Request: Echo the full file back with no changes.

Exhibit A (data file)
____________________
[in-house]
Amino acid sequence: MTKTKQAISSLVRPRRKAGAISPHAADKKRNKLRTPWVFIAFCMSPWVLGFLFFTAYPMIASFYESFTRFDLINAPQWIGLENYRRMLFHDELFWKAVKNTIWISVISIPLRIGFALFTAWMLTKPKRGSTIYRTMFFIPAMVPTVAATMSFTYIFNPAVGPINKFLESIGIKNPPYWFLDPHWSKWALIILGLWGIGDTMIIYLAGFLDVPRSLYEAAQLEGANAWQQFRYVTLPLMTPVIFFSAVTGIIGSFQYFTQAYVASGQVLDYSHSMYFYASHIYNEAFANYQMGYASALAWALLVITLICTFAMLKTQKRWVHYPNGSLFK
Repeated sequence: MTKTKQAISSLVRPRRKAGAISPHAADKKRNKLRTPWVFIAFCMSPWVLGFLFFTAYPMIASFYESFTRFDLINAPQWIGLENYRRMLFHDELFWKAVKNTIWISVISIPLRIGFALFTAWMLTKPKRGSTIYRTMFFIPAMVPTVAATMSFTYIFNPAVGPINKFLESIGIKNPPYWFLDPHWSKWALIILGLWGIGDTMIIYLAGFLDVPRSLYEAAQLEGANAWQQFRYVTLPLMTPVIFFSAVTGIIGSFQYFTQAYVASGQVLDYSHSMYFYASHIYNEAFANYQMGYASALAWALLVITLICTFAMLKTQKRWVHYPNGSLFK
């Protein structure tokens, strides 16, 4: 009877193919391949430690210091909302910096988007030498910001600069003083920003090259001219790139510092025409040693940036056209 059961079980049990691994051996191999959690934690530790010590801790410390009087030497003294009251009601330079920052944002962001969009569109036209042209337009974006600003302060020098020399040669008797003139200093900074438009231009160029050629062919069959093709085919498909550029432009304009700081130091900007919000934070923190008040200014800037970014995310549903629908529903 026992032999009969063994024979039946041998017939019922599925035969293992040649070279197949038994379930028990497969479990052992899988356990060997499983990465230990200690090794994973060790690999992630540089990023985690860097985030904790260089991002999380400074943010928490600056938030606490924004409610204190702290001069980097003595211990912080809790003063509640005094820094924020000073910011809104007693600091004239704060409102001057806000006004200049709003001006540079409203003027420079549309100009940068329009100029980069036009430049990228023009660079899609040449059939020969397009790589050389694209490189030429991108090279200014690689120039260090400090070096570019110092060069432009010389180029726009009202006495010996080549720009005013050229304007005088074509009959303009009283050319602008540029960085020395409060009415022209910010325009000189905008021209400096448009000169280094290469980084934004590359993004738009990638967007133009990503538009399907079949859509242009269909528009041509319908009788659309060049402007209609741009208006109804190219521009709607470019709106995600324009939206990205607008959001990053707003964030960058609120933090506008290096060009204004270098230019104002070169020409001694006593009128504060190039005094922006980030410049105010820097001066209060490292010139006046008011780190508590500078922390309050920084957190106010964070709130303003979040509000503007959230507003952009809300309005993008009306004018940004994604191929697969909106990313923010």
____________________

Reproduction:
[in-house]
Amino acid sequence: MTKTKQAISSLVRPRRKAGAISPHAADKKRNKLRTPWVFIAFCMSPWVLGFLFFTAYPMIASFYESFTRFDLINAPQWIGLENYRRMLFHDELFWKAVKNTIWISVISIPLRIGFALFTAWMLTKPKRGSTIYRTMFFIPAMVPTVAATMSFTYIFNPAVGPINKFLESIGIKNPPYWFLDPHWSKWALIILGLWGIGDTMIIYLAGFLDVPRSLYEAAQLEGANAWQQFRYVTLPLMTPVIFFSAVTGIIGSFQYFTQAYVASGQVLDYSHSMYFYASHIYNEAFANYQMGYASALAWALLVITLICTFAMLKTQKRWVHYPNGSLFK
Repeated sequence: MTKTKQAISSLVRPRRKAGAISPHAADKKRNKLRTPWVFIAFCMSPWVLGFLFFTAYPMIASFYESFTRFDLINAPQWIGLENYRRMLFHDELFWKAVKNTIWISVISIPLRIGFALFTAWMLTKPKRGSTIYRTMFFIPAMVPTVAATMSFTYIFNPAVGPINKFLESIGIKNPPYWFLDPHWSKWALIILGLWGIGDTMIIYLAGFLDVPRSLYEAAQLEGANAWQQFRYVTLPLMTPVIFFSAVTGIIGSFQYFTQAYVASGQVLDYSHSMYFYASHIYNEAFANYQMGYASALAWALLVITLICTFAMLKTQKRWVHYPNGSLFK
């Protein structure tokens, strides 16, 4: 009877193919391949430690210091909302910096988007030498910001600069003083920003090259001219790139510092025409040693940036056209 059961079980049990691994051996191999959690934690530790010590801790410390009087030497003294009251009601330079920052944002962001969009569109036209042209337009974006600003302060020098020399040669008797003139200093900074438009231009160029050629062919069959093709085919498909550029432009304009700081130091900007919000934070923190008040200014800037970014995310549903629908529903 026992032999009969063994024979039946041998017939019922599925035969293992040649070279197949038994379930028990497969479990052992899988356990060997499983990465230990200690090794994973060790690999992630540089990023985690860097985030904790260089991002999380400074943010928490600056938030606490924004409610204190702290001069980097003595211990912080809790003063509640005094820094924020000073910011809104007693600091004239704060409102001057806000006004200049709003001006540079409203003027420079549309100009940068329009100029980069036009430049990228023009660079899609040449059939020969397009790589050389694209490189030429991108090279200014690689120039260090400090070096570019110092060069432009010389180029726009009202006495010996080549720009005013050229304007005088074509009959303009009283050319602008540029960085020395409060009415022209910010325009000189905008021209400096448009000169280094290469980084934004590359993004738009990638967007133009990503538009399907079949859509242009269909528009041509319908009788659309060049402007209609741009208006109804190219521009709607470019709106995600324009939206990205607008959001990053707003964030960058609120933090506008290096060009204004270098230019104002070169020409001694006593009128504060190039005094922006980030410049105010820097001066209060490292010139006046008011780190508590500078922390309050920084957190106010964070709130303003979040509000503007959230507003952009809300309005993008009306004018940004994604191929697969909106990313923010």